• The new shutter mechanism. This stops the GX8 from topping my list. If the price is about the same go with the substantially improved shutter mechanism, I 'always' say. Well I do now.
  • Lumix 12-60 'kit' zoom. I owned and liked this lens before. Having 24-120mme in a weather-resistant 200g package is really hard to undervalue.
  • G7 echoes. Two years ago I ordered a G7. It was an awful time to try out new gear both financially and mentally, and I sent it back. It fit my hand really well though, and it had some inriguing features. The G85 has all those and more (see last few bullets) - but toss in the super battery-saver option and the optional grip with second battery, and that's even better! While I prefer tip screens to flip types, I'll manage just fine I think. I'll also miss the GX85 in-cam charging.. but I shall manage.
  • Price is still a factor. I could make use of the new features the G9 brings into play, but for $1000 the K-1 reasserts its Why Not Me? argument, and I've presumably said No More to that at last.
So that's how I got here.

To enter the "Why Not Brand xyz" (no that isn't meant as a fuji-X sony-Y nikon-Z acronym - man all the acronyms are copyrighted nowadays) discussion is fruitless. Here's my short and sweet take: Fuji might be perfect for me but I've moved on from physical dials and they now annoy me. Sony's treatment of the true Alpha series still rankles. Nikon and Canon are fine without me, and vice versa. No more - need be said.

09 January 2019

Yes again. New year new gear.

I awoke on the 7th of January with a strong and surprising thought lodged in my head: No More.

No more holding on to two camera systems when I barely use one.
No more using one system to hold the other hostage.
No more reading and greed-ing over the best from Lumix or Pentax. Or FuCaNikSo for that matter (especially them).

No more. Just get a G85+12-60 kit. Grab your sealed camera and lens with stabilized sensor and an X at the end of the name. Let it be Lumix. It's not a G9, not an em1X, not a K-1. So what.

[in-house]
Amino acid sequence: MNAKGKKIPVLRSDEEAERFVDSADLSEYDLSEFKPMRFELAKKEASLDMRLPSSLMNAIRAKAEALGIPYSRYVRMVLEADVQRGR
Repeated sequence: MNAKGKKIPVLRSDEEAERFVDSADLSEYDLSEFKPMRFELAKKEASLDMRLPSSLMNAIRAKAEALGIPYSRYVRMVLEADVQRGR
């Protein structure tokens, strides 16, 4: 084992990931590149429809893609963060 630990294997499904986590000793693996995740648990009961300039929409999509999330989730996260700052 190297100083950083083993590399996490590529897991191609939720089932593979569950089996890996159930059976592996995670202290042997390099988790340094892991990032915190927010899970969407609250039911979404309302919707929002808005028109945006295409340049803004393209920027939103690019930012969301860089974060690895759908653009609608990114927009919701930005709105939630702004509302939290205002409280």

Time to spend no more on lenses for the K mount. Let go.

Well almost. Don't let go of the 40+70 Limited lenses yet. Maybe the 135 or 200 can stay a bit too..

~~~~~~~ ~~~~~~ ~~~~~~
I spent two days fighting it.

The KP made a very good case for being the one true camera. In the end though, only the K-1 would really satisfy my Pentax desires. That's too much for now; no more.

We'll see how many aftershocks come in the next few days.

Oh wait there's more.

No More "reading and greed-ing" means something more: no more spending 45-minute chunks of spare time reading camera fora to learn more about cameras I shall never touch. No more reading threads about techniques I'll never practice, guided photo trips around the world I cannot take, or responding to things I don't really have the qualifications to answer.

No more clutter. Not in my camera bag, my gear closet, my favorites folder, my weary tech-stuffed brain.

Taking photos and making them look their best? More please! Not to post for glory or challenge, just for good friends and family. Maybe a couple per month on a forum or too.
Not often though.